Building a slide deck, pitch, or presentation? Here are the big takeaways:

  • Part of the source code for the iOS 9 bootloader was leaked and anonymously posted on GitHub.
  • Using a leaked iOS source code, even for an older version, a hacker could find and exploit vulnerabilities in the code.

A major portion of the source code for iOS 9 was leaked after an anonymous GitHub user posted it in a repository on the website. The repository has been removed, but there is still potential for damage to be done with the code.

According to Motherboard, which first reported the story, the code is labeled iBoot, and is likely the code for the bootloader in iOS. While the code is connected to an older version of iOS, bits and pieces of it are likely still in use in today’s version of the software.

While the code will likely be used to create more jailbroken versions of iOS, Motherboard noted, it could also be studied by hackers to find potential vulnerabilities and exploit them. Jonathan Levin, an author of books on iOS and Mac OSX, told the publication that it is “the biggest leak in history.”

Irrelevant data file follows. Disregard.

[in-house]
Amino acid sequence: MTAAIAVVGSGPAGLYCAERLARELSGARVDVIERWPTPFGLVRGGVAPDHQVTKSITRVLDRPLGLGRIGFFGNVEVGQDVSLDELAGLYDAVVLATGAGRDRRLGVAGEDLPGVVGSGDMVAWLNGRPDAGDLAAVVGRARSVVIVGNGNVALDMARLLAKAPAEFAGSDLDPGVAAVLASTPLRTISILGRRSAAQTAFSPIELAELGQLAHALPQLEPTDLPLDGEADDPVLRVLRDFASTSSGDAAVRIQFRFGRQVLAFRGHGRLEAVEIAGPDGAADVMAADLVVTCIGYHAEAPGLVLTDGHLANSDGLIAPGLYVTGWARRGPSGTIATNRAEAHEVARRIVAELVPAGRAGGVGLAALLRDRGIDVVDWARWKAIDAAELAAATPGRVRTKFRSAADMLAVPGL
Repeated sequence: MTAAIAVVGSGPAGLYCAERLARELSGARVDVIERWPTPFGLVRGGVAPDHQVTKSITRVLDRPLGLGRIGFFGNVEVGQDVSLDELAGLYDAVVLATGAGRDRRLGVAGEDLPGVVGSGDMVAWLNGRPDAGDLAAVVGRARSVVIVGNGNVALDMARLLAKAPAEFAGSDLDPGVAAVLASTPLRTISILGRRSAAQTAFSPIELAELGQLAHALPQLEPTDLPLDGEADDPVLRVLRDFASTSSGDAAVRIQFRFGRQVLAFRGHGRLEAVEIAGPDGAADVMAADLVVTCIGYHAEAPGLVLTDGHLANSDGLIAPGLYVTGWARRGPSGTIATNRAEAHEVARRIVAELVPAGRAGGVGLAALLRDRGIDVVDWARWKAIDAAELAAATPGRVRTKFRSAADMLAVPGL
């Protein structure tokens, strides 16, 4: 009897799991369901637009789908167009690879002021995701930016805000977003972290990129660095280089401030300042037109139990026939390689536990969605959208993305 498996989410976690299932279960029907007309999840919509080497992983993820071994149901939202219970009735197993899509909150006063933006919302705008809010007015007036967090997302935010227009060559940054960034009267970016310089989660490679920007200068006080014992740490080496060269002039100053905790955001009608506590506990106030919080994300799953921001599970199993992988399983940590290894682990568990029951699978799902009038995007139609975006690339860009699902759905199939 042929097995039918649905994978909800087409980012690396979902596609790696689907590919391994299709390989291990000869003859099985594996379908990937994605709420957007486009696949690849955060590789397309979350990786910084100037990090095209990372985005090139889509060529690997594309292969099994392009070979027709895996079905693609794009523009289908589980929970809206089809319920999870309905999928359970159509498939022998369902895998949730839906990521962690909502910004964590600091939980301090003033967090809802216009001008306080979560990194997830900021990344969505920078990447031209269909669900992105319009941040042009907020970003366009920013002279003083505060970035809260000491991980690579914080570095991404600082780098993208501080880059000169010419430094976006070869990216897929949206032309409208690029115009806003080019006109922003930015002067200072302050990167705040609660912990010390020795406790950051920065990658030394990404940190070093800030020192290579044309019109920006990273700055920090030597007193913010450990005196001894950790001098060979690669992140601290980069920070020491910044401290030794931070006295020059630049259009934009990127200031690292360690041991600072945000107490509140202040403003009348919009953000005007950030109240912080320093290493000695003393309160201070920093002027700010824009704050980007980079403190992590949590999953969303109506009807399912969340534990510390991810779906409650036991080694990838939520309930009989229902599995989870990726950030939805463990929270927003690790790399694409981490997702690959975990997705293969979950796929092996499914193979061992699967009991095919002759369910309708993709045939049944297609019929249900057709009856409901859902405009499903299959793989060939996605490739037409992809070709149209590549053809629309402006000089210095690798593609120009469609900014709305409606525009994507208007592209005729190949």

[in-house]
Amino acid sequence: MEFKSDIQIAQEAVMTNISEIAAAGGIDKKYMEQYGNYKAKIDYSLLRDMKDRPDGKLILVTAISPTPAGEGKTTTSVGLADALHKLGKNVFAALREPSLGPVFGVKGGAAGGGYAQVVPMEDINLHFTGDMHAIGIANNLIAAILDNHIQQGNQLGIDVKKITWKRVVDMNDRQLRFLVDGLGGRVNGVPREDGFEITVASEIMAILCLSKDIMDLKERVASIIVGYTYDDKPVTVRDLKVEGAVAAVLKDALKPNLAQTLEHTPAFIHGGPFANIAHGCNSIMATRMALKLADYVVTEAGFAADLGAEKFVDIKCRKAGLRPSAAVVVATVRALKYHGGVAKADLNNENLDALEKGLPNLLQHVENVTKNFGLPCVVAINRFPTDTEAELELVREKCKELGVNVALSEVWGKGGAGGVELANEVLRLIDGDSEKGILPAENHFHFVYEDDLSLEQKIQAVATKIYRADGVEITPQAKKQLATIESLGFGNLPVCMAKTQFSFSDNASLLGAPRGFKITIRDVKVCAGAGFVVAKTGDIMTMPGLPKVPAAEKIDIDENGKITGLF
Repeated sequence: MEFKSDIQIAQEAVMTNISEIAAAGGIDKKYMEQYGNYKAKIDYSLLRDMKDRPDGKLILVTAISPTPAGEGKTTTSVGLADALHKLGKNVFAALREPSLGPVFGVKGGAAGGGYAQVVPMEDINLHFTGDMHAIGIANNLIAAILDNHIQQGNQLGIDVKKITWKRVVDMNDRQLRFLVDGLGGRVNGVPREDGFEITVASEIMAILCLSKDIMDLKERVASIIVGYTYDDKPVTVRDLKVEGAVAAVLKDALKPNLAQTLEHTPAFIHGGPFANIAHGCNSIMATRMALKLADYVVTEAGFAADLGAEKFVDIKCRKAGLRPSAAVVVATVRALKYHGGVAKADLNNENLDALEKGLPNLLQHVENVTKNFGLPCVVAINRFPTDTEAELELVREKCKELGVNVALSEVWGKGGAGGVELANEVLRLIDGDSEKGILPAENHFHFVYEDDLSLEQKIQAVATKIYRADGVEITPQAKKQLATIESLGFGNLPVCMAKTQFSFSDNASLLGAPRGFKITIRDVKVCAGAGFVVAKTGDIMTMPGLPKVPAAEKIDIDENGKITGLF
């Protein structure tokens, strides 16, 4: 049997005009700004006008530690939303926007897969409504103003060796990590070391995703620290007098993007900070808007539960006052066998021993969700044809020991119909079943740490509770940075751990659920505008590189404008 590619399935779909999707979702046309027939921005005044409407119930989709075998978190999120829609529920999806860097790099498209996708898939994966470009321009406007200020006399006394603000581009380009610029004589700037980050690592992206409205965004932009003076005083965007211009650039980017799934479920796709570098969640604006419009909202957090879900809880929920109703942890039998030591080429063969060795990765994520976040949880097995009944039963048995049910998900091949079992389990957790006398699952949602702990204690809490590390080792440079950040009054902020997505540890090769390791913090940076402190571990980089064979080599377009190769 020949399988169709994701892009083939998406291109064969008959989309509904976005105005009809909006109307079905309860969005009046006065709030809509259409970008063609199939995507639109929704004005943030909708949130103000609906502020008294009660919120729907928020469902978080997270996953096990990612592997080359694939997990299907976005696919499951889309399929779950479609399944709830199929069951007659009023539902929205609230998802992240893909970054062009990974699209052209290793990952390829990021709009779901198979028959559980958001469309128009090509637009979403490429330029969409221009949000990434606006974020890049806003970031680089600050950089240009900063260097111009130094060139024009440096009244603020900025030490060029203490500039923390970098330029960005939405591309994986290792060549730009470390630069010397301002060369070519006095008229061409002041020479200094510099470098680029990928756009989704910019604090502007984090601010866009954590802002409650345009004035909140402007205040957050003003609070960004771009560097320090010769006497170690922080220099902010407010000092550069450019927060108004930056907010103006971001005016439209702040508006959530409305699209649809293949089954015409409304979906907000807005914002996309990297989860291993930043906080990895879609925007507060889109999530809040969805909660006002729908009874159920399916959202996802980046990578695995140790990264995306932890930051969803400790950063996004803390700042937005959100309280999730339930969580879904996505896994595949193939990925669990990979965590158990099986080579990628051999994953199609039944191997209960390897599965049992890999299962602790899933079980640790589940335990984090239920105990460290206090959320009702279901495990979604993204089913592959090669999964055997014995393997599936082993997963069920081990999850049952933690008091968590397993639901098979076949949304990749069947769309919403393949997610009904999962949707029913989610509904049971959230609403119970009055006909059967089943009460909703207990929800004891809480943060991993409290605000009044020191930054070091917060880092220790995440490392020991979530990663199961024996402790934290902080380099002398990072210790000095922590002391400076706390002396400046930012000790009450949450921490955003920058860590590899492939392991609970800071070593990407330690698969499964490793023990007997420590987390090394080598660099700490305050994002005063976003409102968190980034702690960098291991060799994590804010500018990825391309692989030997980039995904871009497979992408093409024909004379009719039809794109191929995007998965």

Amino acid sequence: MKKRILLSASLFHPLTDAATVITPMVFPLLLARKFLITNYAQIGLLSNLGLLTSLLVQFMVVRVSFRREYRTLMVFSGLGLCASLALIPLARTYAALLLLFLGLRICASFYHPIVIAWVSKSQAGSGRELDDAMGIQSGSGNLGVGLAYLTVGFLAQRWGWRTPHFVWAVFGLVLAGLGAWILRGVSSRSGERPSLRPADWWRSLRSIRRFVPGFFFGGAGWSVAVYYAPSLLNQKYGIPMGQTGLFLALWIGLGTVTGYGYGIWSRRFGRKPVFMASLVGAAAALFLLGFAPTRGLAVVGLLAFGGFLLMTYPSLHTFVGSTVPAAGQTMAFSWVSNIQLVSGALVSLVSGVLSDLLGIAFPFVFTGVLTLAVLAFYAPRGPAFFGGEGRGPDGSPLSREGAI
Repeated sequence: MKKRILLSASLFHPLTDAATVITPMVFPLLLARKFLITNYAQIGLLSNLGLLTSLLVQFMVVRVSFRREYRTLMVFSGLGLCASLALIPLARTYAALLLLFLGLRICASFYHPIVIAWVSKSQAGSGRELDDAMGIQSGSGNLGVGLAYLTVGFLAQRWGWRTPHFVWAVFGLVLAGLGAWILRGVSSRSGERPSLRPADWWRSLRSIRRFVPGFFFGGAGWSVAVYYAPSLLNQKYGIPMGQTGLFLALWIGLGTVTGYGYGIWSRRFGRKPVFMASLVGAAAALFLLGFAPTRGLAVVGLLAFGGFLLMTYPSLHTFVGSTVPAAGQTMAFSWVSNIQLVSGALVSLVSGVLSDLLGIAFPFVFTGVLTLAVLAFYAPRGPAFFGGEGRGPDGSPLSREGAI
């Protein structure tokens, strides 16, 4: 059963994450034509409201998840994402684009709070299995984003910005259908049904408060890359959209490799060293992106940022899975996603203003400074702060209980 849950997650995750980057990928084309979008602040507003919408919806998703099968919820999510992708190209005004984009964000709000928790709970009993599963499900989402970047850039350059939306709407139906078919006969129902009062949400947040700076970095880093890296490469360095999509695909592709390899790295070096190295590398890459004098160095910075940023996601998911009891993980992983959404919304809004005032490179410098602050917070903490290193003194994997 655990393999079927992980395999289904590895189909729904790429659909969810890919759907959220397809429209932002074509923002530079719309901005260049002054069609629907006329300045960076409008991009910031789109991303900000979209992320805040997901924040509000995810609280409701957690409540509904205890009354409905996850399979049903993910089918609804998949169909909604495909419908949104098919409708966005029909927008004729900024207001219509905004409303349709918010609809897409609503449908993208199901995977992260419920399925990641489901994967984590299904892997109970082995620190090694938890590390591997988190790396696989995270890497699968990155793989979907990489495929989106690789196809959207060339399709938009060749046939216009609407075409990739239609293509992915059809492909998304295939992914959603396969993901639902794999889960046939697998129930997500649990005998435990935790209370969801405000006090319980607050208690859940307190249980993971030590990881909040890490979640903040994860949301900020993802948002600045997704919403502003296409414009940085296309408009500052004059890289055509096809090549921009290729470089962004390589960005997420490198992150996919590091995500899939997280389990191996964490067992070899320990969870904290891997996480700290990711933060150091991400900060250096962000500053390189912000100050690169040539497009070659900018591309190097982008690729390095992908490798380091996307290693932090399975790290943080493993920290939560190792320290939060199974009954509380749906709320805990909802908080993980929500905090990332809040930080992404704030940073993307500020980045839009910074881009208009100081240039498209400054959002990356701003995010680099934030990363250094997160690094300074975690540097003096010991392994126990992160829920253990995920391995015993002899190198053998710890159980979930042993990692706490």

SEE: Information security incident reporting policy (Tech Pro Research)

The burning question about this source code leak: Is it real?

According to Levin, the code looks real, as it matches the code he reverse engineered, Motherboard reported. Additionally, Apple may have accidentally confirmed the validity of the code itself.

To get the repository taken down, Apple leveraged the Digital Millennium Copyright Act (DMCA), filing a notice with GitHub about the offending code. Per GitHub’s DMCA takedown policy, the copyright owner must “conduct an initial investigation to confirm both that they own the copyright to an original work and that the content on GitHub is unauthorized and infringing.” So, Apple must own the copyright of the code in order to have it removed.

In another posted letter, Apple wrote “The ‘iBoot’ source code is proprietary and it includes Apple’s copyright notice. It is not open-source.”

What does this mean for everyday users? Not much. Tethered jailbreaks may be making a comeback, Levin told Motherboard, but there probably won’t be a large swath of iOS attacks that crop up due to this.

Forrester vice president and principal analyst Jeffrey Hammond said that, from a developer point of view, “the damage is already done–the posting on GitHub and DMCA takedown just publicizes it.”

Regular developers probably won’t try to exploit the code, even with a cloned GitHub repository, as the risk of getting tangled up with Apple’s lawyers is too much. Hackers and nation state attackers, well, that’s a whole different story.